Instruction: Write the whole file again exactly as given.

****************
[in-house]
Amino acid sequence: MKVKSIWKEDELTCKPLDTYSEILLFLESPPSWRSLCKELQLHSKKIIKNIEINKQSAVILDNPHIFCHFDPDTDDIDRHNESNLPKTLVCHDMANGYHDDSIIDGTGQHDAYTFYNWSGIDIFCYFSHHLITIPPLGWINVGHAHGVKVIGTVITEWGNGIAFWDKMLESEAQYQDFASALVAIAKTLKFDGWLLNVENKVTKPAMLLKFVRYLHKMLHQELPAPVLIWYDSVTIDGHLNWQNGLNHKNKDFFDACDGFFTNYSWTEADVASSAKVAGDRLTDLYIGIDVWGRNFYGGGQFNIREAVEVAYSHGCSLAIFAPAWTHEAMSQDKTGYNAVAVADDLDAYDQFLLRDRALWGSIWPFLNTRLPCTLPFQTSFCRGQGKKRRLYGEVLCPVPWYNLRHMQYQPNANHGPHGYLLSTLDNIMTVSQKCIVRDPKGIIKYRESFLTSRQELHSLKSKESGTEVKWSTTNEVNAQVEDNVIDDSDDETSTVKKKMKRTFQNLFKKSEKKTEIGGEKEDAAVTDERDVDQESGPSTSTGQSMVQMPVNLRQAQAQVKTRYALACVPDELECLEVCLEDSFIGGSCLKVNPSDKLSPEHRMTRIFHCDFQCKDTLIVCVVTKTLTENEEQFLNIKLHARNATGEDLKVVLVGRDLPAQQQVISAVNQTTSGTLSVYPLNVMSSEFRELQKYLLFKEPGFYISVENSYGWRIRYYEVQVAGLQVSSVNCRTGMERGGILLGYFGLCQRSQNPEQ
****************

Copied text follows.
[in-house]
Amino acid sequence: MKVKSIWKEDELTCKPLDTYSEILLFLESPPSWRSLCKELQLHSKKIIKNIEINKQSAVILDNPHIFCHFDPDTDDIDRHNESNLPKTLVCHDMANGYHDDSIIDGTGQHDAYTFYNWSGIDIFCYFSHHLITIPPLGWINVGHAHGVKVIGTVITEWGNGIAFWDKMLESEAQYQDFASALVAIAKTLKFDGWLLNVENKVTKPAMLLKFVRYLHKMLHQELPAPVLIWYDSVTIDGHLNWQNGLNHKNKDFFDACDGFFTNYSWTEADVASSAKVAGDRLTDLYIGIDVWGRNFYGGGQFNIREAVEVAYSHGCSLAIFAPAWTHEAMSQDKTGYNAVAVADDLDAYDQFLLRDRALWGSIWPFLNTRLPCTLPFQTSFCRGQGKKRRLYGEVLCPVPWYNLRHMQYQPNANHGPHGYLLSTLDNIMTVSQKCIVRDPKGIIKYRESFLTSRQELHSLKSKESGTEVKWSTTNEVNAQVEDNVIDDSDDETSTVKKKMKRTFQNLFKKSEKKTEIGGEKEDAAVTDERDVDQESGPSTSTGQSMVQMPVNLRQAQAQVKTRYALACVPDELECLEVCLEDSFIGGSCLKVNPSDKLSPEHRMTRIFHCDFQCKDTLIVCVVTKTLTENEEQFLNIKLHARNATGEDLKVVLVGRDLPAQQQVISAVNQTTSGTLSVYPLNVMSSEFRELQKYLLFKEPGFYISVENSYGWRIRYYEVQVAGLQVSSVNCRTGMERGGILLGYFGLCQRSQNPEQ